How Google Lens Becomes The Main Visual Search Feature For Google Images On Desktop

Google Images, Google Lens, desktop

Reverse image search on Google is easy. Or at least it was.

Before, users had open Google Images, and either upload an image or post a link to an image. Google could then look for any similar image that it had indexed in its database. The 'Search Google for this image' was probably the most powerful reverse image search the web has ever seen.

That, until Google Image Search eliminated that easiness.

In one simple but swift move, Google Image Search dumped the traditional reverse image search, and replaced it with Google Lens.

So instead of surfacing images that Google thinks are the same, using Google Lens, Google Image is defaulting to the AI-powered visual search feature to bring up relevant information related to objects it identifies.

Google Lens is Google’s image recognition tool that uses AI-powered computer vision, which utilizes machine-learning technology to understand what's inside a photo, in order to understand its context.

The technology does this by using algorithms to determine what to focus on, to then recognize the object.

Initially, Google Lens was made available to Pixel phone users, before the company rolled it out to Android itself.

This time, Google Lens is making its way to Google Images search engine for users on desktop.

Clicking the Lens icon will pull up a box which allows users to drag and drop any image to upload, or use the built-in file picker via the 'upload a file' button. Additionally, there is a 'Past image link' box with a search button that can be used.

Once users have chosen an image, they can click on 'Search'.

The design of the web page has been tailored to be similar to what Google Lens is when via mobile or via the contextual menu in Chrome web browser.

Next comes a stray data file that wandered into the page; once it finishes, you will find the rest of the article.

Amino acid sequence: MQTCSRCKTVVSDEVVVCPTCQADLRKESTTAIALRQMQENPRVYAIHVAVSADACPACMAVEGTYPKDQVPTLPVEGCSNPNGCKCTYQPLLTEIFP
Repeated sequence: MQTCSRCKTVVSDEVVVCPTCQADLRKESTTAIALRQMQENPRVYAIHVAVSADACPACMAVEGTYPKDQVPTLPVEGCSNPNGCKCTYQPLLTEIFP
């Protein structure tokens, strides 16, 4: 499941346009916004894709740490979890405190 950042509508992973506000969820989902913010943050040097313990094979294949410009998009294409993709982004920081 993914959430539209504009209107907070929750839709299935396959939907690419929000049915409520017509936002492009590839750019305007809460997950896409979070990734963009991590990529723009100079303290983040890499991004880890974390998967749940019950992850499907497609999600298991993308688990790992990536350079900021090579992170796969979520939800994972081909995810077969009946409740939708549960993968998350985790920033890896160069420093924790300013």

Google Images, Google Lens, desktop
Using Google Lens, users can extract data from inside images, rather than just searching for similar-looking images.

Using Google Lens, Google is allowing users to find useful content, like searching for products to buy, rather than just reverse image searching.

In the past, users would have to upload, or drag and drop an image into the box to find other sources that used it, but these were purely link to images, not intelligent image recognition. What this means, users were severely limited in what type of information they could extract from an image.

Previously, the reverse image tool wouldn't return any useful result, if the image users uploaded to it or given it is new or original.

But with Google Lens, the search engine leverages its algorithms to find information and context on anything, even those that are unknown to the search engine, with a click of a picture.

Beyond that, Google Lens is also allowing users to copy text, translating bits and pieces of information, and for scanning QR codes.

While Google Lens is extremely powerful, there are things that only original reverse image search is capable of.

Users can access the old reverse-image searching option, by clicking on the 'Find image source' shortcut at the top of the interface.